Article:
Workaholic? Iím no longer the Type

If Type A personalities are workaholics, my wife complains that Iím a Type Z. ďIf you moved any slower, Iíd have you reupholstered,Ē was how she put it this morning. It wasnít always that way. I used to be one of those guys who worked two jobs and would go raving mad if there wasnít something to do every single waking moment. I would come back from vacations more tired than when I left. If it took most people seven days to see Europe, I would try to do it in three. The Eiffel Tower? Done. The Vatican? Done. Buckingham Palace? Done. Bye. Next!

If we went to a ball game, I was one of those jerks who gets up in the seventh inning and heads for the exits so they can beat the traffic. Waiting in line for anything would make me twitch. What are they doing up there? What could possibly take so long? I would lean out as far as I could to see what was holding everything up, I would stand on my tiptoes to try and give the culprit the evil eye. Then Iíd turn to the guy behind me and tell him in great detail how much better things would be if I ran the place.

A traffic jam? I would invent swear words. I would dream of one day owning a car that had a heads-up windshield display and weapons on it like a fighter jet, preferably those air-to-air missiles. Iíd acquire the target, usually the car directly in front of me, lock in and blast him to smithereens.

After a lifetime of this, no one would travel, go to a ball game, go grocery shopping or even ride in a car with me.

I had forgotten that the whole idea of a baseball game is to get out of the house for a few hours and forget your cares. Why was I in such a rush back to whatever it was that was making me crazy that day? The whole idea of a vacation is not to run around like a crazy person, but to relax and take a break from the normal routine. You donít even have to get on a plane to do that. Go to a movie. Bake a cake. There are enough people out there trying to make you crazy, you shouldnít do it to yourself. Waiting in line doesnít bother me at all any more. Iím never in a rush. Iíll be there when I get there.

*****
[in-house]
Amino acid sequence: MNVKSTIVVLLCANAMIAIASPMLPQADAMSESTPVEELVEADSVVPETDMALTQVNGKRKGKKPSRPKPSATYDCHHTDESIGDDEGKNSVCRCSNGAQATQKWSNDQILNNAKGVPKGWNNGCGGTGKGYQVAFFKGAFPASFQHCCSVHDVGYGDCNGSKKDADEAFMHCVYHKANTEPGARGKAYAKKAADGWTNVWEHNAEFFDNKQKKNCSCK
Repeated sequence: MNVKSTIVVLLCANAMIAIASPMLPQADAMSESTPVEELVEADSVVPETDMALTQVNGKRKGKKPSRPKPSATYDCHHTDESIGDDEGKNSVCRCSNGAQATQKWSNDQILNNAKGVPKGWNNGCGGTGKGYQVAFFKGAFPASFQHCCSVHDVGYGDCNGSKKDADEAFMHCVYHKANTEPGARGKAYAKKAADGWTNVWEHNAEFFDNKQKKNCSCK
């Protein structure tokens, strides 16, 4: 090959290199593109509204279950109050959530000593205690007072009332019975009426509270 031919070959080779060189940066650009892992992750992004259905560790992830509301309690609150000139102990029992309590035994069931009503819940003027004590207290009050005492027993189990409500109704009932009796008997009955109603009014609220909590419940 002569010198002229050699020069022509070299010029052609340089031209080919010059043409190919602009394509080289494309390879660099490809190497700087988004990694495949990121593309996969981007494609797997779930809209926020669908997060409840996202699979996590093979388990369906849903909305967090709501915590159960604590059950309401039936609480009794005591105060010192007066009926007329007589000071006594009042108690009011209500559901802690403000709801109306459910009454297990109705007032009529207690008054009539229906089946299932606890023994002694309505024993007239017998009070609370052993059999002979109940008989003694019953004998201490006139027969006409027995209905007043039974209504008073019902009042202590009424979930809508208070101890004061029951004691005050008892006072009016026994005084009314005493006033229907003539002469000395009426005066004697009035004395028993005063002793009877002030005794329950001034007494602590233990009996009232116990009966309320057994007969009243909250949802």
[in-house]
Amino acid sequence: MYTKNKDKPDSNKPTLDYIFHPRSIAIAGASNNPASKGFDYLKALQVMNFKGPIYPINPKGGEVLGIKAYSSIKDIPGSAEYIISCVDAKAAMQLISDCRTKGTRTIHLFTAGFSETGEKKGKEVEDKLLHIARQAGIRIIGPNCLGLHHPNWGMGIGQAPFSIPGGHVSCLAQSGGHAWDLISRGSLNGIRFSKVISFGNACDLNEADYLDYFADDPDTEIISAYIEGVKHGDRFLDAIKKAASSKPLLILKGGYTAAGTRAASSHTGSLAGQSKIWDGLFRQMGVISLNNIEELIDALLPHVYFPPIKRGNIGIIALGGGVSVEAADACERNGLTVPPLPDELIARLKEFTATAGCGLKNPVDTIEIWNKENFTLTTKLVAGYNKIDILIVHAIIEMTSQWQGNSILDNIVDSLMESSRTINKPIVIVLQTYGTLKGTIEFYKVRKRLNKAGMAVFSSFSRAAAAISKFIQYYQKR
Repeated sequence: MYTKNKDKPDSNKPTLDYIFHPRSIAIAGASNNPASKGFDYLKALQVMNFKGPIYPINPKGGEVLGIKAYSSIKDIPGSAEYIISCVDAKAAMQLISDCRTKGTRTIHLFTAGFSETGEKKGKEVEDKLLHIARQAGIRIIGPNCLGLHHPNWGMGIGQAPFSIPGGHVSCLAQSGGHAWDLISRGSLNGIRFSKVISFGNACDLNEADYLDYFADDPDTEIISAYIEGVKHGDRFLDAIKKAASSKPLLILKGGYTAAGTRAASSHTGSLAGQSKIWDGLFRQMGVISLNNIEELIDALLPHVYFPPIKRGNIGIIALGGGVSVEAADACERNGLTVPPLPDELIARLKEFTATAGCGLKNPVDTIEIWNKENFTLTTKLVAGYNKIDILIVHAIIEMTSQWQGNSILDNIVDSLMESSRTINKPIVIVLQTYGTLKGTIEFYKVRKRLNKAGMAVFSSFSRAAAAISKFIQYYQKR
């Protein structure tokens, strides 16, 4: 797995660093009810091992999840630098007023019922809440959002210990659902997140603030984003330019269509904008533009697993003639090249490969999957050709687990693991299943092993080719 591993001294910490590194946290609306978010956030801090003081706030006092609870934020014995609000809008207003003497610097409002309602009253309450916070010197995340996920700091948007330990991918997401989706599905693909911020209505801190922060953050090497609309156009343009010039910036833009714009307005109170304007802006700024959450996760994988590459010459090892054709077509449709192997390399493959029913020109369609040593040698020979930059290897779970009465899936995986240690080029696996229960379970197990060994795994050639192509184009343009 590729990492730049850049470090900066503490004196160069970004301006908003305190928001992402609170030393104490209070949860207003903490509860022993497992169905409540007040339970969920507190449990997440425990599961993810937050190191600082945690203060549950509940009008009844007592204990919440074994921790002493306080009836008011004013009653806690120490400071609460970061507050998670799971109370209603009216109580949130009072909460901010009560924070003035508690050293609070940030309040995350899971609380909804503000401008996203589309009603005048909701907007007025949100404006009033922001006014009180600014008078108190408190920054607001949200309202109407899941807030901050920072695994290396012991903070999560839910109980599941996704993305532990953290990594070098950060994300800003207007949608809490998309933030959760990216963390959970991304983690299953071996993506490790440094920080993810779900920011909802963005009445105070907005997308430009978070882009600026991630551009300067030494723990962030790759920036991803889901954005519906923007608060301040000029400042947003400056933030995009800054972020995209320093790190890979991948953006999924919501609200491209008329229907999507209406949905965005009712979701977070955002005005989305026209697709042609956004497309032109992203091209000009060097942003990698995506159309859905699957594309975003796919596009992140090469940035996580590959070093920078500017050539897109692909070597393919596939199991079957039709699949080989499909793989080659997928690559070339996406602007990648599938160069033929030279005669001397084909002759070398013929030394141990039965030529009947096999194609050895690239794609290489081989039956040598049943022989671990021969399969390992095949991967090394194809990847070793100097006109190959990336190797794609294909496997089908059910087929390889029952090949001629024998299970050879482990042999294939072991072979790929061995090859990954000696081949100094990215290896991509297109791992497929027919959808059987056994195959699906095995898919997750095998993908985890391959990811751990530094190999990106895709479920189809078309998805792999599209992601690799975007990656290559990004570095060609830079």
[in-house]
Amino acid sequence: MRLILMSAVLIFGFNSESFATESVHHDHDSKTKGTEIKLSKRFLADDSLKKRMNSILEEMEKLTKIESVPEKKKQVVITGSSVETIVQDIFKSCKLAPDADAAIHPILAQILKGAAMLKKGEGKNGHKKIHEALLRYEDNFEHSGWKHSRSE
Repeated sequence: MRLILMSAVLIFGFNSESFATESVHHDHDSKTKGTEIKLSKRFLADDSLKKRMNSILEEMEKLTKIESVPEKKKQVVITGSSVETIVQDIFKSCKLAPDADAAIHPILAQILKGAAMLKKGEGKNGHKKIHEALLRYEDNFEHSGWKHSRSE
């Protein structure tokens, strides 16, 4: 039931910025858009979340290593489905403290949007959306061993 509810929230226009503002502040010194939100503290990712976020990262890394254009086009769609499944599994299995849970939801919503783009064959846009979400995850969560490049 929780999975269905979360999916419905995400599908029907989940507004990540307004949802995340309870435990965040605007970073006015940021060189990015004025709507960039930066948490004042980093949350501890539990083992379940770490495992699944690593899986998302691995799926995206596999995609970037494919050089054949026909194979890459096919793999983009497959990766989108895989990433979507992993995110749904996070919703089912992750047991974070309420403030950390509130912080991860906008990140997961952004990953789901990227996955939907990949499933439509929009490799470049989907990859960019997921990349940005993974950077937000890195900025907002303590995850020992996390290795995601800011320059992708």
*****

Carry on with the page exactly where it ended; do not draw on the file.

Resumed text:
A close friend is getting married this summer and sheís making herself crazy with all the details, sheís called us 50 times Ė will there be enough booze? Are the hors díoeuvres correct? Does the dress fit right? Should we write our own vows? What about the bridesmaids? The list goes on forever. Finally I said, ďMonica, if this wedding isnít perfect, Iím not coming to your next one.Ē She is so caught up in making it perfect that sheís forgotten why sheís having a wedding in the first place Ė because she loves the guy. Nobody is coming to her wedding because it will be perfect. They are coming because they are her friends, they could care less what flavor the punch will be.

Iíve decided Iím a recovering workaholic. I tell Sue that if I ever do even one little job, I may have a relapse. Thatís why I canít mow the lawn, why I canít weed the garden, why I canít clean the bathroom. Letís go to a movie. The trouble is, this new me isnít making Sue as happy as it is making me. But she wasnít happy when I was working two jobs and stumbling home at 4 a.m., either. Especially when she found out I got off work at 11 p.m.

Jim Mullen is the author of ďIt Takes a Village Idiot: Complicating the Simple LifeĒ and ďBabyís First Tattoo.Ē You can reach him at

Copyright 2008, Newspaper Enterprise Assn.

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